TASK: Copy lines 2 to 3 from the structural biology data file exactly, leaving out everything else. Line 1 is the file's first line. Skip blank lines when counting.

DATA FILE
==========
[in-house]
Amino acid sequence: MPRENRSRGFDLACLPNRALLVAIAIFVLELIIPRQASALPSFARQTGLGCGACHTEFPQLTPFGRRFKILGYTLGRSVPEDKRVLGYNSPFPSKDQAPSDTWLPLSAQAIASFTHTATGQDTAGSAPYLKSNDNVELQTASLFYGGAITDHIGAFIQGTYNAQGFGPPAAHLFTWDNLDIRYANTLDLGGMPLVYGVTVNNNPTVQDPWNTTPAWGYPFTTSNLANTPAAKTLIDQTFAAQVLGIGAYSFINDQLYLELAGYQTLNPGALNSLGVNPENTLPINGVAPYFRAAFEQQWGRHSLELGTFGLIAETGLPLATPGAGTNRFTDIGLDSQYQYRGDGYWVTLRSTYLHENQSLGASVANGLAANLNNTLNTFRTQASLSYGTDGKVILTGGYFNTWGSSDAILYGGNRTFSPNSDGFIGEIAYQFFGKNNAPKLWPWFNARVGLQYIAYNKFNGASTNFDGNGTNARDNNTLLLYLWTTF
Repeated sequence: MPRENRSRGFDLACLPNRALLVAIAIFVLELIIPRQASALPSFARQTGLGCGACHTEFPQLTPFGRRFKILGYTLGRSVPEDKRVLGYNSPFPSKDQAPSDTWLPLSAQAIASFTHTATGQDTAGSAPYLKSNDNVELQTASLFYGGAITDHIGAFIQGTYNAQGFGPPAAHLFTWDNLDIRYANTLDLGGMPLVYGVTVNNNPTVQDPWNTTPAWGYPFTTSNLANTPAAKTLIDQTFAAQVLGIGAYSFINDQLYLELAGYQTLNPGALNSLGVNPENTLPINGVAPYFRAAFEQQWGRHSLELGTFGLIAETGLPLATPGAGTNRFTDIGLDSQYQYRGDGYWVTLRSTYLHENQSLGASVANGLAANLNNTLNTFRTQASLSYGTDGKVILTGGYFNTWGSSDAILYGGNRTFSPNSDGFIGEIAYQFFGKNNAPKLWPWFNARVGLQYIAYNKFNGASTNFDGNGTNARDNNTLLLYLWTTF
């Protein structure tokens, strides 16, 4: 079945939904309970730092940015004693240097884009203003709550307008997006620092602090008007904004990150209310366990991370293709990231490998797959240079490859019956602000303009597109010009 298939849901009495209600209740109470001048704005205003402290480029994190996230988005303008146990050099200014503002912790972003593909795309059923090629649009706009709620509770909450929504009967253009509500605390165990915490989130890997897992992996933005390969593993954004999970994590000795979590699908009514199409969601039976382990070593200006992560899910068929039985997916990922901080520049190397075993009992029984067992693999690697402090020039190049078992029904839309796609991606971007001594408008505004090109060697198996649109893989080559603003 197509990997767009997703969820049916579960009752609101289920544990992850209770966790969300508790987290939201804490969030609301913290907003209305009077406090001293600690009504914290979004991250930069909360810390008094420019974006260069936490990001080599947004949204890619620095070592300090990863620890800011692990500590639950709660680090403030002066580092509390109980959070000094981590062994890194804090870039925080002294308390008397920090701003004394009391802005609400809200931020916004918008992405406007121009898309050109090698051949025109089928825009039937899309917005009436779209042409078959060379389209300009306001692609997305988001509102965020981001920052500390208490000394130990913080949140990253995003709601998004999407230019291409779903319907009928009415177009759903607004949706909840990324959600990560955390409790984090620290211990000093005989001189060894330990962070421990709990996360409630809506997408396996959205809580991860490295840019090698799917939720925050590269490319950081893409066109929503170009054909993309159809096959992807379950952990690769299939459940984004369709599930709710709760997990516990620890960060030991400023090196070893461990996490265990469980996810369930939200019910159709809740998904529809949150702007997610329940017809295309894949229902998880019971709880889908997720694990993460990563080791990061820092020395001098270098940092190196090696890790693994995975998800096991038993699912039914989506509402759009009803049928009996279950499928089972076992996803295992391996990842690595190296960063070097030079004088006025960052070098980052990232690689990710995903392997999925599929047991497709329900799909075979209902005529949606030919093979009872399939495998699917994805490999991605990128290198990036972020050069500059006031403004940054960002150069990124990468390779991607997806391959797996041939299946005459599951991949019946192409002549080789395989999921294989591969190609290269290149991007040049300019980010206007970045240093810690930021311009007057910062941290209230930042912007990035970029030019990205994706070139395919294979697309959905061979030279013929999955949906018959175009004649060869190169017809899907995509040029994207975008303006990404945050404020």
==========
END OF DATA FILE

Amino acid sequence: MPRENRSRGFDLACLPNRALLVAIAIFVLELIIPRQASALPSFARQTGLGCGACHTEFPQLTPFGRRFKILGYTLGRSVPEDKRVLGYNSPFPSKDQAPSDTWLPLSAQAIASFTHTATGQDTAGSAPYLKSNDNVELQTASLFYGGAITDHIGAFIQGTYNAQGFGPPAAHLFTWDNLDIRYANTLDLGGMPLVYGVTVNNNPTVQDPWNTTPAWGYPFTTSNLANTPAAKTLIDQTFAAQVLGIGAYSFINDQLYLELAGYQTLNPGALNSLGVNPENTLPINGVAPYFRAAFEQQWGRHSLELGTFGLIAETGLPLATPGAGTNRFTDIGLDSQYQYRGDGYWVTLRSTYLHENQSLGASVANGLAANLNNTLNTFRTQASLSYGTDGKVILTGGYFNTWGSSDAILYGGNRTFSPNSDGFIGEIAYQFFGKNNAPKLWPWFNARVGLQYIAYNKFNGASTNFDGNGTNARDNNTLLLYLWTTF
Repeated sequence: MPRENRSRGFDLACLPNRALLVAIAIFVLELIIPRQASALPSFARQTGLGCGACHTEFPQLTPFGRRFKILGYTLGRSVPEDKRVLGYNSPFPSKDQAPSDTWLPLSAQAIASFTHTATGQDTAGSAPYLKSNDNVELQTASLFYGGAITDHIGAFIQGTYNAQGFGPPAAHLFTWDNLDIRYANTLDLGGMPLVYGVTVNNNPTVQDPWNTTPAWGYPFTTSNLANTPAAKTLIDQTFAAQVLGIGAYSFINDQLYLELAGYQTLNPGALNSLGVNPENTLPINGVAPYFRAAFEQQWGRHSLELGTFGLIAETGLPLATPGAGTNRFTDIGLDSQYQYRGDGYWVTLRSTYLHENQSLGASVANGLAANLNNTLNTFRTQASLSYGTDGKVILTGGYFNTWGSSDAILYGGNRTFSPNSDGFIGEIAYQFFGKNNAPKLWPWFNARVGLQYIAYNKFNGASTNFDGNGTNARDNNTLLLYLWTTF